These distinctions were maintained during the political expansion of Muscovy. Beginning in the early fourteenth century, Muscovite rulers styled themselves grand princes, then tsars, of all Rus’ (vseia Rusii), and after the mid-seventeenth century their title was reformulated as tsar of all Great, Little, and White Rus’ (vseia Velikiia i Malyia i Belyia Rusii). During the first half of the eighteenth century, the old term Rus’ was transformed into Russia (Rossiia), when Tsar Peter I transformed the tsardom of Muscovy into the Russian Empire. Henceforth, the terms Little Russia (Malorossiia) and Little Russians were used to describe Ukraine and its inhabitants under Russian imperial rule.

As for the original term Rus’, it was really maintained only in Ukraine’s western lands, Galicia, Bukovina, and Transcarpathia, all of which after 1772 were under Austrian rule. The Greek Catholic church used the term in the title of the restored Metropolitanate of Halych and Rus’ (1808). Even more widespread was the use of the term by the East Slavic inhabitants of Galicia, Bukovina, and Transcarpathia, who until well into the twentieth century continued to call themselves the people of Rus’, or of the Rus’ faith, that is, Rusyns (rusyny, rusnatsi).

Besides the Greco-Byzantine term Rosia to describe Rus’, Latin documents used several related terms – Ruscia, Russia, Ruzzia – for Kievan Rus’ as a whole. Subsequently, the terms Ruteni and Rutheni were used to describe Ukrainian and Belarusan Eastern Christians (especially members of the Uniate, later Greek Catholic, church) residing in the old Polish-Lithuanian Commonwealth. The German, French, and English versions of those terms – Ruthenen, ruthène, Ruthenian – generally were applied only to the inhabitants of Austrian Galicia and Bukovina and of Hungarian Transcarpathia. For the longest time, English-language writings did not distinguish the name Rus’ from Russia, with the result that in descriptions of the pre-fourteenth-century Kievan realm the conceptually distorted formulation Kievan Russia was used. In recent years, however, the correct terms Rus’ and Kievan Rus’ have appeared more frequently in English-language scholarly publications, although the corresponding adjective Rus’/Rusyn has been avoided in favor of either the incorrect term Russian or the correct but visually confusing Rus’ian/Rusian.

(See this recent post for Tomasz Kamusella’s ideas on “The Change of the Name of the Russian Language in Russian from Rossiiskii to Russkii,” and this old one for more on the Rusyn/Ruthenian language.)


  1. about the meaning of Rus’, i always thought it’s kinda curious that Russians in the ancient Rus’ called themselves literarily “whites”, from rusye, rusichi – blondes, or does it have some other meaning, and it came afterwards to mean blonde after them, how they chose a self-identifying name
    ancient greeks and romans called themselves after their cities names
    hunnu for example called themselves hun – human

  2. read, русый as a hair color partly overlaps with the blond spectrum, but is generally a shade darker, and never conflated with “white” (if anything, its origins imply non-whiteness, and it ultimately stems from the same PIE root as English “red”).
    Of course folk etymologies often link русый with Rus’, and as always, without a reason.
    Language – isn’t it cute how even a very low-key and quite objective discourse on Ukraine can’t resist a few swipes at Russia’s being peripheral, unoriginal, and not authentic 🙂 ?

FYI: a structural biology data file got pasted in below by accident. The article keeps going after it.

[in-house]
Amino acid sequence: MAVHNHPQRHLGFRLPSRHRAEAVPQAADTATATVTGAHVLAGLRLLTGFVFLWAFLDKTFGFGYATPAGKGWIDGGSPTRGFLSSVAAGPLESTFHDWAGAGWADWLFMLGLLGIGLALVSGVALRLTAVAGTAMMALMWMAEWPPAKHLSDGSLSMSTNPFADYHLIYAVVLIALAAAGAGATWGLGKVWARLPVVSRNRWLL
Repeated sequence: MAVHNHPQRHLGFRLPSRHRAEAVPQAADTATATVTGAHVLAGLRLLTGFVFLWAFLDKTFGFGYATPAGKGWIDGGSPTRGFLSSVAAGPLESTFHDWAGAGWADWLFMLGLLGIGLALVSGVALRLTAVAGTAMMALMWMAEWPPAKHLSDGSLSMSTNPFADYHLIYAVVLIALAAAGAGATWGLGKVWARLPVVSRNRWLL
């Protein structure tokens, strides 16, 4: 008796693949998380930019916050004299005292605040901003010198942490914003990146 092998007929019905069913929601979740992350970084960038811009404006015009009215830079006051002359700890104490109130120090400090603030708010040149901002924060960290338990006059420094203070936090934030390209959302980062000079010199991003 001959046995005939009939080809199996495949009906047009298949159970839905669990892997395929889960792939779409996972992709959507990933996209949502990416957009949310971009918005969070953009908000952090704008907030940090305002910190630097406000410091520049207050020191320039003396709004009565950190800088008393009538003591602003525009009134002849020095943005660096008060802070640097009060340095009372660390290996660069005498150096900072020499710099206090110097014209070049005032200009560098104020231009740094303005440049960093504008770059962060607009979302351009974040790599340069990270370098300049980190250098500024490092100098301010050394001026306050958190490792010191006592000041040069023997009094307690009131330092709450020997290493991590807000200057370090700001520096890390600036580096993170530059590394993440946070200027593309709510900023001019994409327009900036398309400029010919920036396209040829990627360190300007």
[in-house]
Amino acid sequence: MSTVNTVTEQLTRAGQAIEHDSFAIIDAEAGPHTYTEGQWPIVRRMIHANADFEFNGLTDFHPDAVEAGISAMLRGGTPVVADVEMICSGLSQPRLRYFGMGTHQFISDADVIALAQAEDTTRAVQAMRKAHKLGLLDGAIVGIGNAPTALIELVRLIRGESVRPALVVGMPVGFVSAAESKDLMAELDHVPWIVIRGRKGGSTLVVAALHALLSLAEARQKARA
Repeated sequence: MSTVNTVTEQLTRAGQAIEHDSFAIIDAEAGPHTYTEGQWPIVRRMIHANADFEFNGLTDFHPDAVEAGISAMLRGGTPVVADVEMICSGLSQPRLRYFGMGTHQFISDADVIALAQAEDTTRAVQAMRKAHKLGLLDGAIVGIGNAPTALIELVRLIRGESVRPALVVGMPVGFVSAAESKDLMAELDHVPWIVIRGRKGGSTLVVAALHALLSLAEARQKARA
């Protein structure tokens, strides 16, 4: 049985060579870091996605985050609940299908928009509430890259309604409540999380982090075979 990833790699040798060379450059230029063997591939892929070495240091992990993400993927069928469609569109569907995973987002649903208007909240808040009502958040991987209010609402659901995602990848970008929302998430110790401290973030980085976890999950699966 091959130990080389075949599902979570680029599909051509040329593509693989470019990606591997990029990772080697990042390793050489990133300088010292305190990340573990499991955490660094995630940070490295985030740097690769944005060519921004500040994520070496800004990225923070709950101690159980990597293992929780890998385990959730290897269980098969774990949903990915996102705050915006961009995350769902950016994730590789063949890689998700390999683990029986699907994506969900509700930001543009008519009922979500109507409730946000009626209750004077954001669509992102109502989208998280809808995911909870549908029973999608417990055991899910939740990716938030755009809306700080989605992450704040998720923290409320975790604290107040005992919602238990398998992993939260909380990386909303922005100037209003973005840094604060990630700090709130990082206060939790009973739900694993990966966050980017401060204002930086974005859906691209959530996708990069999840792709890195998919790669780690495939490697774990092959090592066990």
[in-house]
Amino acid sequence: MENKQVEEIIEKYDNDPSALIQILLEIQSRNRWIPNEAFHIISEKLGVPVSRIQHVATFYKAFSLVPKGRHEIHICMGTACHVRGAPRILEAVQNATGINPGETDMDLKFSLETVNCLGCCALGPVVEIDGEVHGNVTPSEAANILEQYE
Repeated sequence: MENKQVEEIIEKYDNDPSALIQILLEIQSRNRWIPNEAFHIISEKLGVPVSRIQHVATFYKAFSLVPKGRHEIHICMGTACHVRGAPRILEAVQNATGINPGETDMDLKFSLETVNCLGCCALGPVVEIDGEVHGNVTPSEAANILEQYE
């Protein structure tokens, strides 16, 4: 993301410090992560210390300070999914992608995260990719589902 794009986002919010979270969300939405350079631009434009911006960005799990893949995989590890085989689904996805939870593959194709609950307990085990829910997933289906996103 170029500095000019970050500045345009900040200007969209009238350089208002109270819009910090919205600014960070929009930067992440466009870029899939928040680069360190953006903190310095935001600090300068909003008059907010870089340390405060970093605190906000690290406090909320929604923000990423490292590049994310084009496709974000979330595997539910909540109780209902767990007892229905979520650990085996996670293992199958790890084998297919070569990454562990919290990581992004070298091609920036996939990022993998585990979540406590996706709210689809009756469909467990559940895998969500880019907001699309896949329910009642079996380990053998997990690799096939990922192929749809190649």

3. “folk etymologies often link русый with Rus’, and as always, without a reason.”
    yes, if Rus’ doesn’t mean rusyi, then what it meant in the very beginning, i wonder
    yes, rysui means maybe more like shaten than blonde, but then it would have been sounding even more like strange why to call themselves by their hair color first, not by something else like goluboglazye for example, right?

  4. J.W. Brewer says:

    To what extent is Rossiia really a different word than Rus’ as opposed to a respelling of a word whose pronunciation had evolved somewhat over the centuries between St. Vladimir and not-so-saintly Peter (and as to which the evolution of pronunciation had not been the same in all the East Slavic languages as they separated from each other over time)? Or was it a redomestication of the Graecized/Latinized Rosia/Ruscia etc., which apparently just meant “Rus'”?
    (FWIW many “Russian Orthodox” in the US are not of Muscovite/Great-Russian ancestry but descend from Rusyn/Ruthenian immigrants from the Habsburg lands who switched from the Uniate/Greek-Catholic church to the Orthodox church at various points in the late 19th and early 20th century when they found themselves living in Pennsylvania or someplace like that where neither Hapsburgs nor Romanovs were in charge, although you can also find Orthodox parishes which self-describe as “Carpatho-Russian” to maintain their non-Muscovite ethnic distinctiveness.)

  5. If I recall correctly, русый is red, ginger (cf. Czech “rusovlasý” = “redheaded”).

  6. ryjii is red in russian, rusyi is then greenish, like in mermaid-rusalka, if not blonde, shaten seems also like a bit on the more brownish looking side
    see, rusye doesn’t look anything like red

  7. i don’t read the forum from which the image is, just took the first image that came up on google, they seem talk about phenotypes, so must be something not very that, endorsable

  8. literally i meant,not literary, i wonder whether people don’t mention this kind of mistakes, or whether it just doesn’t stand out that much as it surely doesn’t for me for example, that would be lucky for me, if in my language, it would stand out too like obviously and i would say something to correct the mistaken word, not just let it go